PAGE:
2021-15/ April 12
Contributors: Katherine Saunders and Sara E. Wobker

A man in his 40s presented with right testicular pain. He underwent right orchiectomy, which showed a 1.1 cm tumor centered in the mediastinum testis.


1. What is the correct diagnosis?

a. Tubular ectasia of the rete testis

b. Sertoliform cystadenoma of the rete testis

c. Papillary cystadenoma of the epididymis

d. Rete testis adenocarcinoma

e. Adenomatous hyperplasia of the rete testis

1. Sertoliform cystadenoma of the rete testis

Sertoliform cystadenomas of the rete testis are extremely rare with very few cases reported in the literature. These tumors are benign and usually cured with orchiectomy. At low power, the lesion appears confined to the rete testis with predominantly intra-rete growth (figure 1). It is composed of lobules separated by fibrous stroma (figure 2), with non-destructive extension of the tumor cells into a hyaline and myxoid stroma (figure 3). Within the lobules, the tumor cells are arranged in tubules, cords, and nests (figure 4). The tumor cells are round to oval with open chromatin, prominent nucleoli, and eosinophilic cytoplasm (figure 5). The cells are mildly pleomorphic with no appreciable mitotic activity. The tumor expressed calretinin, inhibin, and vimentin. It lacked expression of SALL-4 and synaptophysin. A Ki-67 proliferation index stained less than 1% of the cells.

Tubular ectasia of the rete testis is a benign entity characterized by cystic dilatation of the rete testis due to obliteration of the efferent ducts. A papillary cystadenoma of the epididymis is another rare, benign neoplasm associated with von Hippel-Lindau syndrome. This entity shows cysts containing papillary projections lined by bland cuboidal cells with clear cytoplasm, similar in appearance to clear cell papillary renal cell carcinoma. Rete testis adenocarcinoma is a rare, malignant neoplasm usually occurring in older men. The tumor usually has a papillary, tubulopapillary, or glandular architecture, and an important diagnostic clue is finding the transition from normal rete testis to tumor with destructive invasive growth pattern. In adenocarcinoma, there is moderate to marked cellular pleomorphism and often necrosis is present. Adenomatous hyperplasia is usually a small, incidental finding characterized by a bland, tubulopapillary proliferation which projects into the channels of the rete testis, which may occur in association with germ cell tumors.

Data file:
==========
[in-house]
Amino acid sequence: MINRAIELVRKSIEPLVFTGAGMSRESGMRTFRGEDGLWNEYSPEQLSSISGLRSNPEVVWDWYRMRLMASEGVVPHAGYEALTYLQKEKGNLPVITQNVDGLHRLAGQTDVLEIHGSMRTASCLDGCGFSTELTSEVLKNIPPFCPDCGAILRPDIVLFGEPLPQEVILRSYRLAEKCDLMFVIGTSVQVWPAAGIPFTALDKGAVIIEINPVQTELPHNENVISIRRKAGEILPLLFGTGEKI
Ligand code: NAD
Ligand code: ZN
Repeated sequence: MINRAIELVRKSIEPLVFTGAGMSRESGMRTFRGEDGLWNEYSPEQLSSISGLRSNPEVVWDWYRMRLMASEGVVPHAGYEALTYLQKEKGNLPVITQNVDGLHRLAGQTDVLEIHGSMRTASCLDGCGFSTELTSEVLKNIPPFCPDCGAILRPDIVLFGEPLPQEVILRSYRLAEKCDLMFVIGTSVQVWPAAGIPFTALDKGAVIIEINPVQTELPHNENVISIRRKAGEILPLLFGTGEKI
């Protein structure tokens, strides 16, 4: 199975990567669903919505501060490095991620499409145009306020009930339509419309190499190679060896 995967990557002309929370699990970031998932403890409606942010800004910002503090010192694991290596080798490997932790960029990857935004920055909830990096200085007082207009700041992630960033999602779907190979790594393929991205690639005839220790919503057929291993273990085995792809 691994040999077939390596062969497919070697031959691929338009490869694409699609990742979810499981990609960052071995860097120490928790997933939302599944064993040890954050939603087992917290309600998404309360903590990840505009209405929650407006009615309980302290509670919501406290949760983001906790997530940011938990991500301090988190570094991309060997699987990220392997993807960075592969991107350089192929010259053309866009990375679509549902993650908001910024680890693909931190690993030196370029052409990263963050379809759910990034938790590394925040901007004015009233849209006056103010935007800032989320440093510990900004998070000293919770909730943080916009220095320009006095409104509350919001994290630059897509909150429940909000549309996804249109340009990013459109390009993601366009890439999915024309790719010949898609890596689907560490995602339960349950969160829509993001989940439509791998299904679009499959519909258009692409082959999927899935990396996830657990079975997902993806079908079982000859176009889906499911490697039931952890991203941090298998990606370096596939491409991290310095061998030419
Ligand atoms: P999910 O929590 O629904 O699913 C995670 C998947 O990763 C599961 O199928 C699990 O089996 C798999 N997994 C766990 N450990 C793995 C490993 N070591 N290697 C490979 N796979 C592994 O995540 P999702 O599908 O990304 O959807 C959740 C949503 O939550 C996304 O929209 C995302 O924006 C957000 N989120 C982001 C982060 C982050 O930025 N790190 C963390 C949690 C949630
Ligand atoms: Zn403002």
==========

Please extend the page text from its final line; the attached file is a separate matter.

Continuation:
1. Paluru S; Ulbright T; Amin M; Montironi R; Epstein JI. The Morphologic Spectrum of Sertoliform Cystadenoma of the Rete Testis. Am J Surg Pathol. 2018;42(2):141-149.

2. Al-Obaidy KI, Idrees MT, Grignon DJ, Ulbright TM. Adenocarcinoma of the Rete Testis: Clinicopathologic and Immunohistochemical Characterization of 6 Cases and Review of the Literature. Am J Surg Pathol. 2019;43:670-681.

3. Odrzywolski KJ, Mukhopadhyay S. Papillary cystadenoma of the epididymis. Arch Pathol Lab Med. (1976). 2010;134:630-633.

Katherine Saunders
Sara E. Wobker
University of North Carolina School of Medicine
Chapel Hill, North Carolina


Rete testis, sertoliform cystadenoma, paratestis